"These stores are a natural marriage with McCrory's," said J. Philip Lux, McCrory's chairman and chief executive officer.
McCrory's has swallowed up a number of the venerable names in the five-and- dime business. It owns J.C. Newberry, T.G.& Y., McLellan, H.L. Green, Silver, Elmore, Britts and Kittinger. Two years ago, it bought the last of the Kresge variety stores from K mart Corp.
The five-and-dime store business "is something that few of us are in these days," Lux said. "Other than a few small regional chains out there, we are left with Ben Franklin (a franchised chain), Woolworth and ourselves."
The Murphy's acquisition, Lux added, "will put us ahead of Woolworth in terms of sales and number of variety stores in the United States."
While F.W. Woolworth Co. is a larger company that McCrory's, it has not been expanding its five-and-dime stores in recent years, concentrating instead on shoe stores and other ventures.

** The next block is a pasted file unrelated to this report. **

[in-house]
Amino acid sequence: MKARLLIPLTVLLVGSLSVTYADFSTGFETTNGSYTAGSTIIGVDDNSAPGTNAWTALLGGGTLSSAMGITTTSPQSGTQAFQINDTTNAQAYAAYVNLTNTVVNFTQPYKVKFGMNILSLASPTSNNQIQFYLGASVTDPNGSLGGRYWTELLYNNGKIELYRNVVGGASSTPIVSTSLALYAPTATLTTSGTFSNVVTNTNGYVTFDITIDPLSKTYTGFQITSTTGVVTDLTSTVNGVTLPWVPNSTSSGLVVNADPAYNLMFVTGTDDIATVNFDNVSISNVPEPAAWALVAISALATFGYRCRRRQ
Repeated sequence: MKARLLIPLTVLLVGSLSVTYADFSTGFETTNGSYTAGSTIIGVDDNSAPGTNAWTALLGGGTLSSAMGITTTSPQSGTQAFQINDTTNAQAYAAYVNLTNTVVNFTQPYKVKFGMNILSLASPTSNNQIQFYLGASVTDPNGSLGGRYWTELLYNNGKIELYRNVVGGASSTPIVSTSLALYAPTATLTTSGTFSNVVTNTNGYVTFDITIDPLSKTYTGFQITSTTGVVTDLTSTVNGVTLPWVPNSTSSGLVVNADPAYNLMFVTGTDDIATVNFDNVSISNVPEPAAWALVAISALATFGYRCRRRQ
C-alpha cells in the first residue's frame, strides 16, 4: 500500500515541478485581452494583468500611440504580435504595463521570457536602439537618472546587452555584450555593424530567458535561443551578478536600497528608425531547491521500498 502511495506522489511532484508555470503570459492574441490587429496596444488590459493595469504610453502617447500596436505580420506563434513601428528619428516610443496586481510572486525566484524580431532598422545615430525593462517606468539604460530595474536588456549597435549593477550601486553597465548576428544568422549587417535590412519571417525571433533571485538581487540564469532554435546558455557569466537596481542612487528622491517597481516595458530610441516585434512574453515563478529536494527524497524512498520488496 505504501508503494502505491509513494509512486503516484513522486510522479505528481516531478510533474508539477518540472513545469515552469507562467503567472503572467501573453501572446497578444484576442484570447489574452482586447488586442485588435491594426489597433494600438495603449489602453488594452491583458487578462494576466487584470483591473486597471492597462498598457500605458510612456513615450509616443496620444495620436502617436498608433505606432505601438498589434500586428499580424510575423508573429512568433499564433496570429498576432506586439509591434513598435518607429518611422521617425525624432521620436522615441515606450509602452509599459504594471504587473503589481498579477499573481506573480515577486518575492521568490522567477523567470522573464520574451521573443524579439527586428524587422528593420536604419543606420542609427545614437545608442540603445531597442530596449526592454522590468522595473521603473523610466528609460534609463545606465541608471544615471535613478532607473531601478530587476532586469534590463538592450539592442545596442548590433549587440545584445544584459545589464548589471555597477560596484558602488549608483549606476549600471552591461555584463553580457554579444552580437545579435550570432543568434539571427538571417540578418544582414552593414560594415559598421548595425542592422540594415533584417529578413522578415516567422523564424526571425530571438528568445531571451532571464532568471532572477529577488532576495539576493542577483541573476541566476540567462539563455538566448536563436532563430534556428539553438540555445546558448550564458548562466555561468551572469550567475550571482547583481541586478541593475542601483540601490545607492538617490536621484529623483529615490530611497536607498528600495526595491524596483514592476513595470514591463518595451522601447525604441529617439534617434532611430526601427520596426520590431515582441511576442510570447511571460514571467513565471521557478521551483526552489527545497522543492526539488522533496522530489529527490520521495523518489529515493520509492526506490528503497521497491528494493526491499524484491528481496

McCrory's is a subsidiary of E-II Holdings Inc., a privately held firm controlled by New York investor Meshulam Riklis.
It now operates about 1,300 stores with annual sales estimated at $1.5 billion to $1.8 billion. McCrory's is opening 80 stores and is converting about 60 stores in the recently acquired Odd Lots chain to five-and-dime stores.
The stores being sold by Ames had sales of $175 million in the most recent fiscal year. The sale should be completed in 45 days.
Ames, which is based in Rocky Hill, Conn., has owned Murphy's since 1985. It acquired the chain of Zayre discount stores last year.
Bill Roberts, a spokesman for the company, said that the variety stores were profitable, but did not fit into Ames' long-term plans to concentrate on the discount-store format.